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Phonological rules

February 25, 2001
Phonological anlysis is one of the steps needed for a text-to-speech application. Cynthia takes the phonetic transcription of a piece of text and applies phonological rules for English to make adjustments to the pronunciation. The goal of a speech synthesizer is to arrive at a computerized model of the way humans speak. Here are some phonological rules that are implemented in Cynthia.
  • The lateral /l/ becomes velarized when it come at the end of a word either after a vowel or before a consonant.
    An example of this is the word sail [s ey l]. [l] is an alveolar approximant and is made by touching the front of the tongue to the alveolar ridge. In words like sail or walk, the tongue is moved towards the back of the mouth and the back of the tongue is raised to the velum.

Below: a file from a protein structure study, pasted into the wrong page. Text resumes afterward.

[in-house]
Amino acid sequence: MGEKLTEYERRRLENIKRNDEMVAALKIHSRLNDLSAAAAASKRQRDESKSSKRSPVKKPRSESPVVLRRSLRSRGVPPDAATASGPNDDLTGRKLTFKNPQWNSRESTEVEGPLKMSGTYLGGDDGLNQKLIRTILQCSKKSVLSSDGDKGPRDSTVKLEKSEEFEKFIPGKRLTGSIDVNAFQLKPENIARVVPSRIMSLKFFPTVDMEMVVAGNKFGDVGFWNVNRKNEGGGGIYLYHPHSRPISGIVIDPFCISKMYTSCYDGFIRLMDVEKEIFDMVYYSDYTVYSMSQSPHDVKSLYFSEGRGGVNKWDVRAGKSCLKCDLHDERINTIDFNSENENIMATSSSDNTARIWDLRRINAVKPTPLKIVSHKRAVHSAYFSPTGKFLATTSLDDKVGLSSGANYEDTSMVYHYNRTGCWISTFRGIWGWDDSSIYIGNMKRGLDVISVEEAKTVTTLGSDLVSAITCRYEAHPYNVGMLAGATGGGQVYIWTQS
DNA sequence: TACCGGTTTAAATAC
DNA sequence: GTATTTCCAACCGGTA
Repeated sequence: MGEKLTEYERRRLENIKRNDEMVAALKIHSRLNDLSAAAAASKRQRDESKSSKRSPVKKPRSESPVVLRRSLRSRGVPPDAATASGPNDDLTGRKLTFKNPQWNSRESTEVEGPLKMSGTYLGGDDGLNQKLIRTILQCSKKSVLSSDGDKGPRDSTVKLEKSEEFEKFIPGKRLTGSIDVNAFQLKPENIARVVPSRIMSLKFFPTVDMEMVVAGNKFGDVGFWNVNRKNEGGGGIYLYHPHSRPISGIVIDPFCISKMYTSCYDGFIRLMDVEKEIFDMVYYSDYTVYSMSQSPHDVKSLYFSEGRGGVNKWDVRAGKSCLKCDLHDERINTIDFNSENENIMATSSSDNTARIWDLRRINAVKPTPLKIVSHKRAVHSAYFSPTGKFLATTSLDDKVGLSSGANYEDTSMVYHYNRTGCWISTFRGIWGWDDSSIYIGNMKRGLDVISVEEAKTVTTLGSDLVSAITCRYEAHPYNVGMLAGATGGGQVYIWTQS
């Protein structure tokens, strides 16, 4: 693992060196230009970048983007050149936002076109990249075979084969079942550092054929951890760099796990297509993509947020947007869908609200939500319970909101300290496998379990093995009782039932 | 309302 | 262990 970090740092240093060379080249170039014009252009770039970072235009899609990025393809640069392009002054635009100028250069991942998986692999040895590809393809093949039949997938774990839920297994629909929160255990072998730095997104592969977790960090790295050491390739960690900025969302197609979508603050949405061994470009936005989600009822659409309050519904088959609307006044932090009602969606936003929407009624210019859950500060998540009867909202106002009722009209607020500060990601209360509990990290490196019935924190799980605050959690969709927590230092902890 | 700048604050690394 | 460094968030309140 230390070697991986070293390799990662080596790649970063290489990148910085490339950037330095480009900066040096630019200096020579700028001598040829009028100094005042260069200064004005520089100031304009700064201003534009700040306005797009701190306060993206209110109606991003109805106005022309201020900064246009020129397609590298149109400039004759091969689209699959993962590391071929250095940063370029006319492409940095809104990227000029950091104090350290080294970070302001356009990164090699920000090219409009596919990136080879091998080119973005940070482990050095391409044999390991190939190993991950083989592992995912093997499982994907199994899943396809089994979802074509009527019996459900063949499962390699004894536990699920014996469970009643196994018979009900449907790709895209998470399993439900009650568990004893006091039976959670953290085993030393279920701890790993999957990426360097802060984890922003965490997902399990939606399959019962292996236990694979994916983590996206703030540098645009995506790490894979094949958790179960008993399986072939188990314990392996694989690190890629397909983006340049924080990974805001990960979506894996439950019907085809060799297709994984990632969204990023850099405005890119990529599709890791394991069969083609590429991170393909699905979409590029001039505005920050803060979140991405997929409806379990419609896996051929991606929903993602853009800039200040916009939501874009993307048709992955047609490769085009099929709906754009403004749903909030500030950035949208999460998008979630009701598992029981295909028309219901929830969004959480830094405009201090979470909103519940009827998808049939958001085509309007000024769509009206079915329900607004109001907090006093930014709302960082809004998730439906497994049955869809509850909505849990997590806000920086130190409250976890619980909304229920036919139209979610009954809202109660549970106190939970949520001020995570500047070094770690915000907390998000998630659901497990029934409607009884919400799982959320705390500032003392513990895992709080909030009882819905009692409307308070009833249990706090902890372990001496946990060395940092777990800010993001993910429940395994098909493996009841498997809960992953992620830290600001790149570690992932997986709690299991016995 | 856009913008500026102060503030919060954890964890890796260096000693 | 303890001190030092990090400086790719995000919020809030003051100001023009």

• A similar rule of English says that vowels are reduced when they come before an /l/ at the end of a syllable.
  • A nasal becomes a syllabic consonant if it comes at the end of a word and after an obstruent.
  • The pair [d y] can be converted to [jh] if it crosses a word boundary. There is a voiceless counterpart to this rule which converts [t y] to [ch] when the pair crosses a word boundary. Examples of these rules are the word pairs did you and eat yet. This rule is common in many Southern dialects of American English.
  • Vowels in unstressed syllables are normally reduced.
    A reduced vowel either becomes [ax] or [ih]. Since [ax] is used much more frequently than [ih], Cynthia reduces all unstressed vowels to [ax].